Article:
Previously, we’ve outlined our 6-step process for managing Global Content Quality. It can be applied by any company or team that produces global, multilingual content at scale and wants to leverage it for consistent, positive impact on their international business goals.
We have already talked about content requirements management (how to define what “good quality” really means for your content) and data-driven quality evaluation (how to gather both objective and subjective information about quality from multiple sources for a 360-degree view).
This time, we’ll provide a detailed walkthrough of Error Typology, a popular quality measurement (evaluation) method that you can apply to extract value from the data already stored in your Content Management Systems (CMS) and/or Translation Management Systems (TMS).
Error Typology is a venerable evaluation method for content quality that’s very common in the modern Translation & Localization industry. Despite having been popularized for translated multilingual content, it can easily be applied in a single-language context just as well, with only minor changes. Here’s how to use it.
Any modern CMS or TMS will typically store multiple revisions for each of your content assets automatically. This means you already have a wealth of information for potential analysis at your fingertips! The challenge is mostly about picking the right revisions since analyzing each revision versus each other is VERY time-consuming.
If you don’t have another revision yet, consider revising the content yourself — or ask your peers, subject matter experts, editors, or in-country reviewers to do that for you (whatever works best for your content production process). Note down which errors to correct and which improvements to make, in order to have this piece of content better match your requirements.
If you store these lists of corrections separately from the changed content itself, you will have a “virtual” revision (a quality evaluation) that can be implemented into content at a later stage (e.g. by your writers or translators in your CMS or TMS). This doesn’t really matter for Error Typology analysis since in either case you would still have 2 revisions of content to compare.
Classification is most frequently performed by human experts, but can also be produced by automatic tools. Those tools “read” your content and find various types of content quality issues using algorithms (including Natural Language Processing, Artificial Intelligence, and Machine Learning).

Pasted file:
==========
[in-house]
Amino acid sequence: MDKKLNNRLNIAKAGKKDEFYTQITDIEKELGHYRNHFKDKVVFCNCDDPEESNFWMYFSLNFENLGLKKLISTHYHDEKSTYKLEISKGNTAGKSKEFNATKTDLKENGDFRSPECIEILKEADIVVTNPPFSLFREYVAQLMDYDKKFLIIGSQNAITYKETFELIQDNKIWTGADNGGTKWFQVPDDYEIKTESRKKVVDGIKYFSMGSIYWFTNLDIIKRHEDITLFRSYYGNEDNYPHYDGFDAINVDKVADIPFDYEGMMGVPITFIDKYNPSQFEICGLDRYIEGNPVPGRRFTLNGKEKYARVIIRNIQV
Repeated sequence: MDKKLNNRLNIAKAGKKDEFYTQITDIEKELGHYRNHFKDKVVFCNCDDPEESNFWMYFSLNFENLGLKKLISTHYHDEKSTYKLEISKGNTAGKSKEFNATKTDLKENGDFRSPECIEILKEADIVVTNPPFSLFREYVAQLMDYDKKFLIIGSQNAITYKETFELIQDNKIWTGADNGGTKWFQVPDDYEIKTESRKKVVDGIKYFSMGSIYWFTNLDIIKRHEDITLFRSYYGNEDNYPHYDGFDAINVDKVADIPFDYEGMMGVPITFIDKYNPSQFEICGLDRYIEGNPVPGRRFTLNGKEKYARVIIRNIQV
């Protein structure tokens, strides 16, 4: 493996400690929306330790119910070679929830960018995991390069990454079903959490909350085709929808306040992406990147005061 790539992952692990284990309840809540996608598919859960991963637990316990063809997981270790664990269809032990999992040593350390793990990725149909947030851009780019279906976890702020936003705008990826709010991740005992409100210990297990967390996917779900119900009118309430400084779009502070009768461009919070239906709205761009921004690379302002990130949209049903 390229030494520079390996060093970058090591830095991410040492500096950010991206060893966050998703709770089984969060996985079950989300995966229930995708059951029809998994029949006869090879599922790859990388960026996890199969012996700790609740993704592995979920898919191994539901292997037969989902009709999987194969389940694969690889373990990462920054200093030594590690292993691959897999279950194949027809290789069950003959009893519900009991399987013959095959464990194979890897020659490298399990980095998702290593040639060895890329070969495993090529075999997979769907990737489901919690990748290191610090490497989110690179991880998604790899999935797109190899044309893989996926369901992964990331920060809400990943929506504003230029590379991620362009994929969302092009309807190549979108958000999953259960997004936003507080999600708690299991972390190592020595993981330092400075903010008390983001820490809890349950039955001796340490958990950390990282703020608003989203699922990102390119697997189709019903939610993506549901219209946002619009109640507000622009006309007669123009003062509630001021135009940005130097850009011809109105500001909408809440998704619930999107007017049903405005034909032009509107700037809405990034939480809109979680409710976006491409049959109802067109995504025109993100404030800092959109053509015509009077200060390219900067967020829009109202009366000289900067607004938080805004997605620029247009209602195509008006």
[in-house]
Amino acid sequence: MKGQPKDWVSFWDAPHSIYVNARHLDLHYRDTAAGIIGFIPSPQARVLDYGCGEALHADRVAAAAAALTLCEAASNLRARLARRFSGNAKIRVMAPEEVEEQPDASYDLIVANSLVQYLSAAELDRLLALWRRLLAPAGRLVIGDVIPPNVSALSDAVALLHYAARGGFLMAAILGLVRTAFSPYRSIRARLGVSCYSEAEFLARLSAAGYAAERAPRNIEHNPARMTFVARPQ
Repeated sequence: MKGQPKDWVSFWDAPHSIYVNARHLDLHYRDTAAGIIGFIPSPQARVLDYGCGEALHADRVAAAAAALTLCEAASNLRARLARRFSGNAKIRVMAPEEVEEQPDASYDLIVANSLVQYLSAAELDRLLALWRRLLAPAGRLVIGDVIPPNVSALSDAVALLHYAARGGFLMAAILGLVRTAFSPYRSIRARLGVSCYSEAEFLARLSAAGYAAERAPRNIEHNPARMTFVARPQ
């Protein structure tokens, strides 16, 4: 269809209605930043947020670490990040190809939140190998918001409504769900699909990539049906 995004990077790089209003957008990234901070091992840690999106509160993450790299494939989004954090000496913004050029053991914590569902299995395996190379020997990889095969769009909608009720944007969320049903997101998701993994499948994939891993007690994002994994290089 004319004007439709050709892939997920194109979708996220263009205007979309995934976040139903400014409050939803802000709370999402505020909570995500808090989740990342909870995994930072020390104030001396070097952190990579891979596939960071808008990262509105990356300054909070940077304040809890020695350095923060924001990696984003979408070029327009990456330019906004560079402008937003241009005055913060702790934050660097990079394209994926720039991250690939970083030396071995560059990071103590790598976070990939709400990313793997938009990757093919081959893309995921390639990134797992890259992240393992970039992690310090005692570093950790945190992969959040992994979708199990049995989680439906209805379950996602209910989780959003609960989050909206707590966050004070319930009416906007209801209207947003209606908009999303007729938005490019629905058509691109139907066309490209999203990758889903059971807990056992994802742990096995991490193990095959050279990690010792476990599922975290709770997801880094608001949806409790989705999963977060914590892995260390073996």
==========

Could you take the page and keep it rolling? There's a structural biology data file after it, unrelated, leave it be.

Since automatic tools sometimes produce false positives (issues which are not really issues), it’s usually advisable to remove those first if you strive for accurate Error Typology analysis. However, even the raw output is sometimes enough to quickly gauge certain aspects of quality and guide further decisions.
Classification can either be performed at the same time as the actual revision or done separately at a later stage (potentially by another party). Essentially, any document revision can be turned into a quality evaluation at any time! This can be very useful for post-project analysis since it allows your global content teams to focus on producing top-notch content first and analyze their work later.
Note: we describe just one possible way of how to perform content quality scoring which is based on MQM recommendations. Many alternative ways exist!
Now you have a simple single-number representation of how different aspects of quality have played out in your content according to your requirements. In other words, TQ is a content quality score. This score can be easily stored over time in large quantities (e.g. in an Excel spreadsheet, in a database, or even in a dedicated content quality management system that directly connects all types of quality evaluations to specific content items). It also lends itself extremely well to all sorts of quantitative analysis techniques. We’ll talk about those in a later post.
Error Typology analysis is rather time-consuming and requires well-trained and well-instructed content professionals (writers and translators) to consistently do it right. That’s why in practice, companies usually apply it to subsets (or samples) of data in statistically sound ways that allow drawing conclusions about a larger whole (e.g. a set of documents) by one of its parts (e.g. a chapter). However, the level of detail you can get from this analysis and the resulting learning potential for your global content teams are unparalleled.
While Error Typology is very useful for detailed internal analysis, it is an atomistic, expert-based quality evaluation method. Thus, it doesn’t accurately predict the holistic perception of content by the reader, and might not be a good leading metric for content performance in many cases. For a true 360-degree view of quality, Error Typology should be paired with holistic quality evaluation methods and content performance metrics.
Are you currently using Error Typology or similar approaches when analyzing content quality in your company or team? If yes — how exactly do you do this now, and how does it help your team? If no — why not, and what obstacles do you face? Please share with us in the Comments section!